WAMU 88.5 : News

Filed Under:

Tax Proposed On D.C. Movie Theater Concessions

Mayor Vincent Gray is proposing a tax on movie theater concessions, which already cost an arm and a leg in D.C.
Anders Adermark: http://www.flickr.com/photos/cmbellman/966122831/
Mayor Vincent Gray is proposing a tax on movie theater concessions, which already cost an arm and a leg in D.C.

A 5 percent sales tax on concessions sold at D.C. movie theaters, including popcorn and candy, has been proposed by Mayor Vincent Gray.

According to the D.C. Office of Motion Picture and TV Development, 75 percent of the revenue from the tax would go towards the opening of a movie theater east of the Anacostia River and 25 percent be used as incentives for film production in the District.

The latter portion of the revenue would replace existing incentives for filmmakers, which is currently drawn from other sources.

In an interview with the Washington Business Journal, a spokesman for the National Association of Theater Owners rejected the proposal outright, saying that theaters operate on thin margins already, and the tax would cut into their largest source of revenue.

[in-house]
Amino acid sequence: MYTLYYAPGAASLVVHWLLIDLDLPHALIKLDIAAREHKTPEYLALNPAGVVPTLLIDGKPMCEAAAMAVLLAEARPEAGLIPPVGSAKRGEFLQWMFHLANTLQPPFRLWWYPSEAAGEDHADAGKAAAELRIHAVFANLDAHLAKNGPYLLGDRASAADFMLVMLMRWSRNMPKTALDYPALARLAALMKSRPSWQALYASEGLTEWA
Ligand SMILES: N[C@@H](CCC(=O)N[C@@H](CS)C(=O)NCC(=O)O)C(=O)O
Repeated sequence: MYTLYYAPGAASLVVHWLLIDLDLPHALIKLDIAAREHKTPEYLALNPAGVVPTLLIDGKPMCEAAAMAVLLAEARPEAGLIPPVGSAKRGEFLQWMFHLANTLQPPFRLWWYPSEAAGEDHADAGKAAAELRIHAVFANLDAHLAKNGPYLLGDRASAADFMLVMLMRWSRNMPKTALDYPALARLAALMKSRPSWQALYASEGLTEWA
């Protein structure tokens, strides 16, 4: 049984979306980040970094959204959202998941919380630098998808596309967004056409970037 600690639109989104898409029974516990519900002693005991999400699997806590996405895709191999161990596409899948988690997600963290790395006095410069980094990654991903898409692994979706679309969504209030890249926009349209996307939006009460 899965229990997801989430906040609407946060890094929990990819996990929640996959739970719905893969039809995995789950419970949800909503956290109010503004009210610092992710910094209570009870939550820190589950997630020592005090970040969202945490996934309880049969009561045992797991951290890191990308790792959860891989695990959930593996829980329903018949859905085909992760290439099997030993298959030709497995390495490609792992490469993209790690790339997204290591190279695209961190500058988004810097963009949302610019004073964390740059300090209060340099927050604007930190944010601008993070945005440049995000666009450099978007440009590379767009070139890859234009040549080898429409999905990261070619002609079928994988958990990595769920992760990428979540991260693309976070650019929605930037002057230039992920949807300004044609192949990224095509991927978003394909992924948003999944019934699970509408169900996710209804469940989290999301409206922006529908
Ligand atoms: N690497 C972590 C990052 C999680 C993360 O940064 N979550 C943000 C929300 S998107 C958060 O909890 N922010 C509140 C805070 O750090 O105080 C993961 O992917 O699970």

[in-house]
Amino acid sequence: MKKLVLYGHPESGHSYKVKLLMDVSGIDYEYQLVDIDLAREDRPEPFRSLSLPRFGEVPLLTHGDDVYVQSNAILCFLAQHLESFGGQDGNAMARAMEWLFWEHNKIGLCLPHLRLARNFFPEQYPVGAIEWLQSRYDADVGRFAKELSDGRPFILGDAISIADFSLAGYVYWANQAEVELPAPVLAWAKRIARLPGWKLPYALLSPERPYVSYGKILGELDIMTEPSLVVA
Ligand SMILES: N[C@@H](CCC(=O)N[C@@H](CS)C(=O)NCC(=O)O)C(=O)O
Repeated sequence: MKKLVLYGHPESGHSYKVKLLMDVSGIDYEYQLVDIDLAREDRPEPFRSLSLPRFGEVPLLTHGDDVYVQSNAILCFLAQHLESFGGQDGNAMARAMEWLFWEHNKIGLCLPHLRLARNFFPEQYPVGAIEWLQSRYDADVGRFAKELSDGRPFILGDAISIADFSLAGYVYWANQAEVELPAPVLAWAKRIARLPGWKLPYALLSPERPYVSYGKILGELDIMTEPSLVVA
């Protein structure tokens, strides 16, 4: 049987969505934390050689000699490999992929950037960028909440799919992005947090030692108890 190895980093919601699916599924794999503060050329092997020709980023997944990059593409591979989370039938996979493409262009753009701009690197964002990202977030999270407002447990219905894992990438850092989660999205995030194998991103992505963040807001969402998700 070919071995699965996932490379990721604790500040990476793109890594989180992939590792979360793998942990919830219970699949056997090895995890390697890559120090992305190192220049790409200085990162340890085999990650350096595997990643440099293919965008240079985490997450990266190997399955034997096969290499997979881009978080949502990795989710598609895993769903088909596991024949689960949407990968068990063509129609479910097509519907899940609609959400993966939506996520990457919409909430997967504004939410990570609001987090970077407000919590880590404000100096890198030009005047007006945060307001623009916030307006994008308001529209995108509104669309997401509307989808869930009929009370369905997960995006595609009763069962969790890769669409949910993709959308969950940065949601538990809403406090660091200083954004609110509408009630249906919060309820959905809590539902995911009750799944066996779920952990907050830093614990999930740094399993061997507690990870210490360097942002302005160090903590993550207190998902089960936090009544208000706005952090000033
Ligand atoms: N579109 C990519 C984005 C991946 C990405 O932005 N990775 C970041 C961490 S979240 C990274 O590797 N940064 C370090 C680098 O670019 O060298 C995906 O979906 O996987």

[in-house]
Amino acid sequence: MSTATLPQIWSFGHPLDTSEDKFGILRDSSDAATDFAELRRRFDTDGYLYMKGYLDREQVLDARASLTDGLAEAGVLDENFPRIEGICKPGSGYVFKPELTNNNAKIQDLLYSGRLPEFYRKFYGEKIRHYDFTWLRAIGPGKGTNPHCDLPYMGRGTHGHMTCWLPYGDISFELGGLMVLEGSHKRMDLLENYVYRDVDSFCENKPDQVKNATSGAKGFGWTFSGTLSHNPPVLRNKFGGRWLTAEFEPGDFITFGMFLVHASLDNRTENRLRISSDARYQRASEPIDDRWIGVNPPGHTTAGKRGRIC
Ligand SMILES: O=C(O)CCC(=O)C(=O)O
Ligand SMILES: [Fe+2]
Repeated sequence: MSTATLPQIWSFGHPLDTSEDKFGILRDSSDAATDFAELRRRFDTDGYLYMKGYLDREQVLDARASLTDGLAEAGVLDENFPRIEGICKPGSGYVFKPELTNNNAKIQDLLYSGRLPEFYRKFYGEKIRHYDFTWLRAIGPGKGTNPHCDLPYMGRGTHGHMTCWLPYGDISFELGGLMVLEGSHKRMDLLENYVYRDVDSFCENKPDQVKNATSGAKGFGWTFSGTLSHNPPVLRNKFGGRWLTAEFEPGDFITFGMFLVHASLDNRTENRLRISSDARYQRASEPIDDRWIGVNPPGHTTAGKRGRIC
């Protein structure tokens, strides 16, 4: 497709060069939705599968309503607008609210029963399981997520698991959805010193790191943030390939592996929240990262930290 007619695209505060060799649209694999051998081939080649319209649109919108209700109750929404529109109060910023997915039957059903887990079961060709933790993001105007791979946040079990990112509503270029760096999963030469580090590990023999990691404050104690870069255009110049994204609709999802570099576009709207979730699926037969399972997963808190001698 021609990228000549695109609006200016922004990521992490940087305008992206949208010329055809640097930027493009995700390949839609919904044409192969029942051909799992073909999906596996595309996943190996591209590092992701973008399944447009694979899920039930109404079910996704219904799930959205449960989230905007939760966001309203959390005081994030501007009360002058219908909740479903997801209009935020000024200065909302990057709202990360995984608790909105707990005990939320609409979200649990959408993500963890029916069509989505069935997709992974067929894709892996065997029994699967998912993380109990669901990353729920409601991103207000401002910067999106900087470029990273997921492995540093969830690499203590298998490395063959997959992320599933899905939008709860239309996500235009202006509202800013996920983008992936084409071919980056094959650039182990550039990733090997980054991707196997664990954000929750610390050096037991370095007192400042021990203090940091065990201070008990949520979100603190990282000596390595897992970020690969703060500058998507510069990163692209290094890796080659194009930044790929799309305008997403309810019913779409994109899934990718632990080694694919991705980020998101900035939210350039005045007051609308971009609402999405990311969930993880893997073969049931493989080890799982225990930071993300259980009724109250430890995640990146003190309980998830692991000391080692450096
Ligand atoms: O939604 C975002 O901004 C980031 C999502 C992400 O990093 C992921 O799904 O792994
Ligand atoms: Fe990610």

NPR

Cult Survivor Documents 2 Decades Inside 'Holy Hell'

Will Allen directed the documentary Holy Hell, which depicts his experience as a videographer and member of The Buddhafield cult. Allen used his own footage, as well as his interviews with other former members, to make this documentary.
NPR

Evaporated Cane Juice? Puh-leeze. Just Call It Sugar, FDA Says

Companies cultivating a healthful image often list "evaporated cane juice" in their products' ingredients. But the FDA says it's really just sugar, and that's what food labels should call it.
WAMU 88.5

The Politics Hour - May 27, 2016

Congress votes to override DC's 2013 ballot initiative on budget autonomy. Virginia governor faces a federal investigation over international finance and lobbying rules. And DC, Maryland and Virginia move to create a Metro safety oversight panel.

NPR

After Departure Of Uber, Lyft In Austin, New Companies Enter The Void

Earlier this month, voters in Austin, Texas, rejected an effort to overturn the city's rules for ride-hailing companies. Uber and Lyft tried to prevent fingerprinting of their drivers, and now both have left town. A few other ride-share companies have popped up to help fill the void. NPR explores how people are getting around town without Uber and Lyft.

Leave a Comment

Help keep the conversation civil. Please refer to our Terms of Use and Code of Conduct before posting your comments.